20 October 2021

Posts Tagged ‘Canada goose’

Fall Sweet

Tuesday, October 12th, 2021
White-crowned Sparrow (imm.), East Millcreek, Salt Lake City, Utah, 12 October 2021.
White-crowned Sparrow (imm.).

The forecast called for rain for most of the day, and the morning was lowery and drippy—but from the time dog and I headed up the switchback until we jumped back in the truck, all we saw were some very light flurries of snow.

Well, that wasn’t all we saw—there were a bunch of birds. Migrating robins and yellow-rumpes, a pair of White-crowned Sparrows, many finches, a circling redtail, and, in distant flight, a random, solitary Canada Goosed.

The held the pungent aroma of autumn, and the temperature was chilly (but not too chilly)—and the feeling in the breeze was fall sweet.

Grandeur Peak Area List
At 8:41 a.m. (9:41 MDT), I hiked a few hundred feet up a mountain.

1. Black-capped Chickadee
2. Woodhouse’s Scrub-jay
3. House Finch**
4. Yellow-rumped Warbler
5. Black-billed Magpie
6. Rock Pigeon*
7. Spotted Towhee
8. American Robin
9. Dark-eyed Junco (v)
10. Northern Flicker* (v)
11. Red-tailed Hawk
12. Canada Goose
13. White-crowned Sparrow
13. Ruby-crowned Kinglet (v)
14. Lesser Goldfinch**

Elsewhere

15. Song Sparrow

Mammals

Rock Squirrel

(v) Voice only
*Also elsewhere
**Voice only elsewhere

A Day

Thursday, September 9th, 2021
Woodhouse’s Scrub-jay, East Millcreek, Salt Lake City, Utah, 09 September 2021.
Woodhouse’s Scrub-jay.

A few clouds this morning, just enough to make for some hazy sun early. Cool, but not as cool as the past few mornings. Still smoky air.

Very quiet along our usual hiking trails: nine species, not many of each. Afterward, doing errands in town, listed another nine species—including a vee of geese, three vultures, swallo, gull, and starling.

However, my best photo came early, thanks to a visit by a chatty scrub-jay.

Grandeur Peak Area List
At 7:10 a.m. (8:10 MDT), I hiked a few hundred feet up a mountain.

1. Spotted Towhee
2. Woodhouse’s Scrub-jay*
3. Blue-gray Gnatcatcher (v)
4. Northern Flicker (v)
5. House Finch*
6. Black-capped Chickadee**
7. American Goldfinch (v)
8. Eurasian Collared-dove
9. Black-chinned Hummingbird

Elsewhere

10. Black-billed Magpie
11. Rock Pigeon
12. Mourning Dove
13. European Starling
14. Canada Goose
15. California Gull
16. Turkey Vulture
17. Barn Swallow
18. California Quail

Mammals

Red Squirrel
Rock Squirrel

(v) Voice only
*Also elsewhere
**Voice only elsewhere

Numbers

Friday, April 16th, 2021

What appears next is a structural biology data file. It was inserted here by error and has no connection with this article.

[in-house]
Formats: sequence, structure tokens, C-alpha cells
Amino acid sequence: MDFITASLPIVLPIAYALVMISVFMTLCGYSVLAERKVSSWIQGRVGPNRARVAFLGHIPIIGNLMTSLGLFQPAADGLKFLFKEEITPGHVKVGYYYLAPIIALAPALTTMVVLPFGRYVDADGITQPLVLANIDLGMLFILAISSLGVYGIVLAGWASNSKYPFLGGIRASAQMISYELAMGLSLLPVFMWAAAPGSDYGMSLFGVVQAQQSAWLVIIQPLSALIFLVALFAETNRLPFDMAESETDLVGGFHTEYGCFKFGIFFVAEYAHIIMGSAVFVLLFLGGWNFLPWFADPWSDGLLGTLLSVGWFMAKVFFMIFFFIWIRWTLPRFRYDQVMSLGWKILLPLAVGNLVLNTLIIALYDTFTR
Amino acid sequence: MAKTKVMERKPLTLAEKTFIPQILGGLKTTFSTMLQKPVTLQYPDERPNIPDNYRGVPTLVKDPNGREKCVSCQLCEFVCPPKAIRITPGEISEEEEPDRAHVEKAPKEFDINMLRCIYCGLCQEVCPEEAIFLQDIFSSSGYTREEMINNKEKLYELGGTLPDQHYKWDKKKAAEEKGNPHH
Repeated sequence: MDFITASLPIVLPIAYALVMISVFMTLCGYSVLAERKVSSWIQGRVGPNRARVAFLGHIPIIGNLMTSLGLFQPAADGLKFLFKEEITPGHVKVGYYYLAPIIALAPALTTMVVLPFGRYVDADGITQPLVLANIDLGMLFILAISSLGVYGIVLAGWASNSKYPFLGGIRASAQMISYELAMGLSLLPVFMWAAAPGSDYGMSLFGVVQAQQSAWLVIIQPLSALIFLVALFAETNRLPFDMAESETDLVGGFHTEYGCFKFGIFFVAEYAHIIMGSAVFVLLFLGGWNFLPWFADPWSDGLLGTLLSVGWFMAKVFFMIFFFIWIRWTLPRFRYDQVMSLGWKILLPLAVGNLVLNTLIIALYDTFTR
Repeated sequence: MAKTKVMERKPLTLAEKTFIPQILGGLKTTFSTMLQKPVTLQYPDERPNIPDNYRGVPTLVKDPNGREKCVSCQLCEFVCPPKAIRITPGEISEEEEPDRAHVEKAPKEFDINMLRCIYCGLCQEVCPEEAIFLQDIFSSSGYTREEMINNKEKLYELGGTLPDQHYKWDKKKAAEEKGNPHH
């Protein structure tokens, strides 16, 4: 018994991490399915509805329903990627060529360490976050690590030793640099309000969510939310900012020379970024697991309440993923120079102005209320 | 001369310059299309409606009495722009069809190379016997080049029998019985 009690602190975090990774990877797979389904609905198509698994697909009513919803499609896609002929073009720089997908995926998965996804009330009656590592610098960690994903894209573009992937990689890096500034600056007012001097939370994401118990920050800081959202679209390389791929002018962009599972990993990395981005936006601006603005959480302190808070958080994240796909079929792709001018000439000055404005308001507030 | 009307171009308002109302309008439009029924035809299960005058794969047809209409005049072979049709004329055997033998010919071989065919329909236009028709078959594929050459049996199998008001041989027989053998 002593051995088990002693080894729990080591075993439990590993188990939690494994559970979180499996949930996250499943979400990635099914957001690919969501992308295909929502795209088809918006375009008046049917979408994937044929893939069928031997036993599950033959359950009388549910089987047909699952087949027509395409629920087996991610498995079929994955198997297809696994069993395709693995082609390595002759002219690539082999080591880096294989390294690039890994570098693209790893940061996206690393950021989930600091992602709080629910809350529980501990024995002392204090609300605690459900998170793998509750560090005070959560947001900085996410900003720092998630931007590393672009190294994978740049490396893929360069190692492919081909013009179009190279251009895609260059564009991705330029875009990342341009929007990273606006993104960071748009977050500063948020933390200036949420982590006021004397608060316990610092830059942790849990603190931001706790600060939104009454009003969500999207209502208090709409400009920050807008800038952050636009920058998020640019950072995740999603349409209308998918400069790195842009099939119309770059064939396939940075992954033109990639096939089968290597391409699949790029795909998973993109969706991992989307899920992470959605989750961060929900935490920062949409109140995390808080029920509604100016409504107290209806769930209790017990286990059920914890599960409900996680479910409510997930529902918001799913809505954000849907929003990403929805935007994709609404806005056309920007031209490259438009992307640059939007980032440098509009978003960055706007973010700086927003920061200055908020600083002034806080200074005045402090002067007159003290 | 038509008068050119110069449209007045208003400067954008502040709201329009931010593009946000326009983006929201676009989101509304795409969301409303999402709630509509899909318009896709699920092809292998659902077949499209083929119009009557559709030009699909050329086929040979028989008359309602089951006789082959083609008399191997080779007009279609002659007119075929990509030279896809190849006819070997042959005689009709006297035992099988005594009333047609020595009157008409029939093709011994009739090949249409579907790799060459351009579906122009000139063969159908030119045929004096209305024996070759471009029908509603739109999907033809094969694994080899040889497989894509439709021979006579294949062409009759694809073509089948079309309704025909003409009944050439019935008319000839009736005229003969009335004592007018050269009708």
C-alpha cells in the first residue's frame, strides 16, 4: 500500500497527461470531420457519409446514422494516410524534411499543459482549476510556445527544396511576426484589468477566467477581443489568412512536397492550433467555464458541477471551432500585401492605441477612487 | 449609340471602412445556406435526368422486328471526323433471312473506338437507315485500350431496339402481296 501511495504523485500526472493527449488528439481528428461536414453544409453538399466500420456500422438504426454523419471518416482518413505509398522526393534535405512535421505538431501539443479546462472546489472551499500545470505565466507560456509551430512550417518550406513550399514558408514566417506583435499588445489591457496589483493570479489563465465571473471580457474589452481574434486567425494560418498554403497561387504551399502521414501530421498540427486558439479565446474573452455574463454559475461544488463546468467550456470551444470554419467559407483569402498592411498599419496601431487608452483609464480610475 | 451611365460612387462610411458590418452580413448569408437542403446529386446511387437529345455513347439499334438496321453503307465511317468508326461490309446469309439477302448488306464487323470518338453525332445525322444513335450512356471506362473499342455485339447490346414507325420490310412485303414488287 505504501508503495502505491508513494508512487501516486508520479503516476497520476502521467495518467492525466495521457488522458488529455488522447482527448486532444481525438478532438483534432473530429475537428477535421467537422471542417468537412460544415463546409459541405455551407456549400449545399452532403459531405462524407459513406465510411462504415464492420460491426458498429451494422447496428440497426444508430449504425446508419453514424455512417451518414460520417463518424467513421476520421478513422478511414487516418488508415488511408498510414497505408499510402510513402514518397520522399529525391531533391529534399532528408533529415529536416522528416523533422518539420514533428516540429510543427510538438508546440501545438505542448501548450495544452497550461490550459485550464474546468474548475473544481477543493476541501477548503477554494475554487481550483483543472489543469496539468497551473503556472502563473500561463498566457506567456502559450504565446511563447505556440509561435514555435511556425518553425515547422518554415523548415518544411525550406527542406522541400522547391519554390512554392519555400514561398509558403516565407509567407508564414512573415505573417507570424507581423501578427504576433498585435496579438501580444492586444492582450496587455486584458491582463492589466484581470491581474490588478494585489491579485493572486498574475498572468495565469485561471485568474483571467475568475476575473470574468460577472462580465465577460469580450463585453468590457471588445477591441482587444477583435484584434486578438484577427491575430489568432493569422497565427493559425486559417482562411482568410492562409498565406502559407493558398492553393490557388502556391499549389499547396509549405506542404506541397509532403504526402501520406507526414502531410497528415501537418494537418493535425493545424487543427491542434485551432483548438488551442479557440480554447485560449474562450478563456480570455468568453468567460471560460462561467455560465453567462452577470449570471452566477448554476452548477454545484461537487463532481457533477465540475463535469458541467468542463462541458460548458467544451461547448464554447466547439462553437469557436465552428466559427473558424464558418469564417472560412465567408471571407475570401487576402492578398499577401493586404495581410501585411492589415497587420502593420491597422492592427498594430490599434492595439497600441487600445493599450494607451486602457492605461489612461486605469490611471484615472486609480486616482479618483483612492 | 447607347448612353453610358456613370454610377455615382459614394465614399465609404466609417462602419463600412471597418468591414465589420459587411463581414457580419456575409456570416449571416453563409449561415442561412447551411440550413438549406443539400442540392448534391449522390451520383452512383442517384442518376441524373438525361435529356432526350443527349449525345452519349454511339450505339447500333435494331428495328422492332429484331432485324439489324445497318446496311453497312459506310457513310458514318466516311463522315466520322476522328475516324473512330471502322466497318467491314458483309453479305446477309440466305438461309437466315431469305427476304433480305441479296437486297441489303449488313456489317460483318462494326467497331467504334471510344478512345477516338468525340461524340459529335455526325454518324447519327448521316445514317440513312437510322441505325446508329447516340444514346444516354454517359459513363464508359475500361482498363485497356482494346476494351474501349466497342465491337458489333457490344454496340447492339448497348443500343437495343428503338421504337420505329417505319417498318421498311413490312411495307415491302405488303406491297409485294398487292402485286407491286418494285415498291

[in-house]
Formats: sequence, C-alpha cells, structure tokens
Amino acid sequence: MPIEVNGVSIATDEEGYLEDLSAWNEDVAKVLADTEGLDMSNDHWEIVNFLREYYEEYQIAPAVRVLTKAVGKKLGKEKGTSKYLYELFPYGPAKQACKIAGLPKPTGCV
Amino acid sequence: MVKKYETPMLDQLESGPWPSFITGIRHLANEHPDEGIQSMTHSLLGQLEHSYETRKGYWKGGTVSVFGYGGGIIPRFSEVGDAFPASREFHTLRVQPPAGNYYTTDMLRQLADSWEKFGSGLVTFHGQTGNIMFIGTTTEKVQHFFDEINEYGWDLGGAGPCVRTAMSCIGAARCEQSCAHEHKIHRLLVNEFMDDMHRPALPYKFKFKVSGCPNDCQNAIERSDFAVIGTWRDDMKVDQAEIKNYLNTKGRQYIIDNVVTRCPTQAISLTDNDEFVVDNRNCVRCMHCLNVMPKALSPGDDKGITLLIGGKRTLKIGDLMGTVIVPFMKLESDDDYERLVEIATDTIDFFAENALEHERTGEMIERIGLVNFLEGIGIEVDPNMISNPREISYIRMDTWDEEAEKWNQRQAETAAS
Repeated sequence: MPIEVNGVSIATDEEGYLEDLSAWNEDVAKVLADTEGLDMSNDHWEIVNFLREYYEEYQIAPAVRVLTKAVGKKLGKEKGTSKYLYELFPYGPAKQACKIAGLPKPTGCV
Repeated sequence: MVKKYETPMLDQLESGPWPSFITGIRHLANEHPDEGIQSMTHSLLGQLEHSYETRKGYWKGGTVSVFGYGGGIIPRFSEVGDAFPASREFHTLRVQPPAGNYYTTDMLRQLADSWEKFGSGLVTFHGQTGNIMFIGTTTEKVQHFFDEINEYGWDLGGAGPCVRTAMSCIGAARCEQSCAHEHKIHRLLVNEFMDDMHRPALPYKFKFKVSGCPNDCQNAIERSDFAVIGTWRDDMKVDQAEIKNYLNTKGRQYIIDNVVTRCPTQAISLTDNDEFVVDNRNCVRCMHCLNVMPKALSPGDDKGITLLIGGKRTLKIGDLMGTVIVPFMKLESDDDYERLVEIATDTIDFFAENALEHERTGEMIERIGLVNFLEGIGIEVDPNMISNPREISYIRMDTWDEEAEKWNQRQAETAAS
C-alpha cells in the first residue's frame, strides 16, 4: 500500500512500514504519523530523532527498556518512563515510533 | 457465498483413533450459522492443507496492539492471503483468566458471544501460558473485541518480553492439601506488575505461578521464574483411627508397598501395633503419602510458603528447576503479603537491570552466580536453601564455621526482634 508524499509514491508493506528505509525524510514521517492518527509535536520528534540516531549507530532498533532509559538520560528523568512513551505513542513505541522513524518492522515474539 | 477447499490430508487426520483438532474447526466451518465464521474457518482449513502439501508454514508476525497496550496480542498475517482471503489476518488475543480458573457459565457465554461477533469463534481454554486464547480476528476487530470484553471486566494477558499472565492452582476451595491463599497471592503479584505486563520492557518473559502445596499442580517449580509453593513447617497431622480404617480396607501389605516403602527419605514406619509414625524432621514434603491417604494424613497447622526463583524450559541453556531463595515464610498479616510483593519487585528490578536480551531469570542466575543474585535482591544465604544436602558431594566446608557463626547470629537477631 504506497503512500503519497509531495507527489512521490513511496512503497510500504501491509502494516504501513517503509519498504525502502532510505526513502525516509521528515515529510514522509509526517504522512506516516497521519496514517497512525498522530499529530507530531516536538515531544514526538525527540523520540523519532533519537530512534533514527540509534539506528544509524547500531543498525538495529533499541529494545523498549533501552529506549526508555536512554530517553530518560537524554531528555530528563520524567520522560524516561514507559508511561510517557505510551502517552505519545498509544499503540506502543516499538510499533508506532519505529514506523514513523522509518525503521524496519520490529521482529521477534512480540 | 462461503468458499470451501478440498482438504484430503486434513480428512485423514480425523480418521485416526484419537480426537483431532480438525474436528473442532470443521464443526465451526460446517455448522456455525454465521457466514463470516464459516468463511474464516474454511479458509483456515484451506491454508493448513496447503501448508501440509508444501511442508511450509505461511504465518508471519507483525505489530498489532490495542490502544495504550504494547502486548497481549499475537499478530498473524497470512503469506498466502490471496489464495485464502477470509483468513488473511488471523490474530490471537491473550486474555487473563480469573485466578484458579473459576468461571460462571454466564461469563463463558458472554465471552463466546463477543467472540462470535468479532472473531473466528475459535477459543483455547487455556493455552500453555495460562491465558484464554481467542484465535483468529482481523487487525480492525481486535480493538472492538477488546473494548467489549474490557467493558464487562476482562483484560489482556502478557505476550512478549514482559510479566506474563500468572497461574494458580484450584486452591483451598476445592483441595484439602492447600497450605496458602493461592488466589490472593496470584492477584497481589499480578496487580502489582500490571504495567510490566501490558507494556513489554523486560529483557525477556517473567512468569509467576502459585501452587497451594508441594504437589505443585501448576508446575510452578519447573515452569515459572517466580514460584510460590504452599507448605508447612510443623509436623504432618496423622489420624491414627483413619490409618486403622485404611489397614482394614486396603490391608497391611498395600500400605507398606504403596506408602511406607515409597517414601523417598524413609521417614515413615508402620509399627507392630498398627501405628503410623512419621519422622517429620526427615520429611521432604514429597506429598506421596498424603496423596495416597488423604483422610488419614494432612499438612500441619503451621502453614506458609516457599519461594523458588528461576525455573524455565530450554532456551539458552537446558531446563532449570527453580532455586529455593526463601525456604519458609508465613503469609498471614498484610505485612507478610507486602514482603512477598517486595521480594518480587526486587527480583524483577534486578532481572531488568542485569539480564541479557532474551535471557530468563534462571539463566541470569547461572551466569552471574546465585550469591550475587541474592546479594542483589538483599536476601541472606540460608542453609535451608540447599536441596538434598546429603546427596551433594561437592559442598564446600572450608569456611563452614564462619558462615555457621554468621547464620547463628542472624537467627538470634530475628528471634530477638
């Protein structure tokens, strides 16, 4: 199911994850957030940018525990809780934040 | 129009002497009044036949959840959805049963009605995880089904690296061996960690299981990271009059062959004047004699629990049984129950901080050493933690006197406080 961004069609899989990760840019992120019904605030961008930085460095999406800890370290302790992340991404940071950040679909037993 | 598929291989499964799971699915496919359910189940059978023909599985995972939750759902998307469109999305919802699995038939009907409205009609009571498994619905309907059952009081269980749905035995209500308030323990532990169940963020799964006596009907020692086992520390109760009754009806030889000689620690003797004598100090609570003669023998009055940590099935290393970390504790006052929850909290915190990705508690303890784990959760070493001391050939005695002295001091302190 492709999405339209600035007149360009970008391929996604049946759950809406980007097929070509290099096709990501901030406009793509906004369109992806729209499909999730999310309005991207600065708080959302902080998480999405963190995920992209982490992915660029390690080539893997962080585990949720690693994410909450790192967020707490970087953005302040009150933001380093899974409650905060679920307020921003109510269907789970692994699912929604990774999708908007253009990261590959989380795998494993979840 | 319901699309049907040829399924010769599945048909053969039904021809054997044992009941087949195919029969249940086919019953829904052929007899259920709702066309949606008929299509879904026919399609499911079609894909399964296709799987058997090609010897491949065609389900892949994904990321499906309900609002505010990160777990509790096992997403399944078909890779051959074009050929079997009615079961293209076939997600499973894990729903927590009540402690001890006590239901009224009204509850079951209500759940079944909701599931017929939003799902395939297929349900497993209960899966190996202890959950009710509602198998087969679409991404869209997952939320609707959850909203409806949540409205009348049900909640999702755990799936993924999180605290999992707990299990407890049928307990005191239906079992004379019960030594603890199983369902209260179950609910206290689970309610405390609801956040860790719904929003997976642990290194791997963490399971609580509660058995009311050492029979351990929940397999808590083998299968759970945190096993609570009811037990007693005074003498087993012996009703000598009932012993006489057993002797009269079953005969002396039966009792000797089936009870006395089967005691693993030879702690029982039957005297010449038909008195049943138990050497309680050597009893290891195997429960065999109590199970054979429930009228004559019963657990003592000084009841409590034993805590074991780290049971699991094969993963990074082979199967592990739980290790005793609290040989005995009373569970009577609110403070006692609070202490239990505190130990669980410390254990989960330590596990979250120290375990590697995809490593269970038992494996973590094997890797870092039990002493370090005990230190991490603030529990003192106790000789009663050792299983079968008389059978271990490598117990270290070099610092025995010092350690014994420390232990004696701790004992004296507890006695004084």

Spotted Towhee (female), East Millcreek, Salt Lake City, Utah, 16 April 2021.
Spotted Towhee (female).

Another wet, nippy morning—but only a little light snow falling. Got busy early, so dog and I didn’t head up until later than usual. Just us up there, aside from a bunch of unseen deer and a cottontail and a whole bunch of birds.

Numbers, not species—although I did happen to spy a pair of Canada Geese headed north. Saw at least forty robins and half as many juncos. Watched quietly for a while as chickadees cleaned out a nest cavity for imminent use. A Cooper’s Hawk was near their nest, and the scrub-jays have gone pretty quiet—nesting also, I’d wager.

Quite a few Spotted Towhees, too, as usual. I’ve learned to tell the males from females, the former being quite black on top, and the latter being very dark brown. Eastern Towhees are a breeze by comparison.

Tomorrow’s supposed to be sunny.

Grandeur Peak Area List
Beginning at 8:40 a.m. (9:40d MDT), I hiked a few hundred feet up a mountain.

1. American Robin*
2. Song Sparrow* (v)
3. House Finch*
4. Spotted Towhee
5. Northern Flicker (v)
6. Juniper Titmouse
7. Dark-eyed Junco
8. Black-billed Magpie* (v)
9. Black-capped Chickadee*
10. Canada Goose
11. Cooper’s Hawk
12. Woodhouse’s Scrub-jay*

Elsewhere

13. House Sparrow (v)
14. Rock Pigeon
15. Lesser Goldfinch (v)
16. Mourning Dove
17. Cedar Waxwing
18. European Starling

Mammals

Mountain Cottontail

(v) Voice only
*Also elsewhere
**Voice only elsewhere

 
Bird Report is a (sometimes intermittent) record of the birds I encounter while hiking, see while driving, or spy outside my window. —Brian Willson



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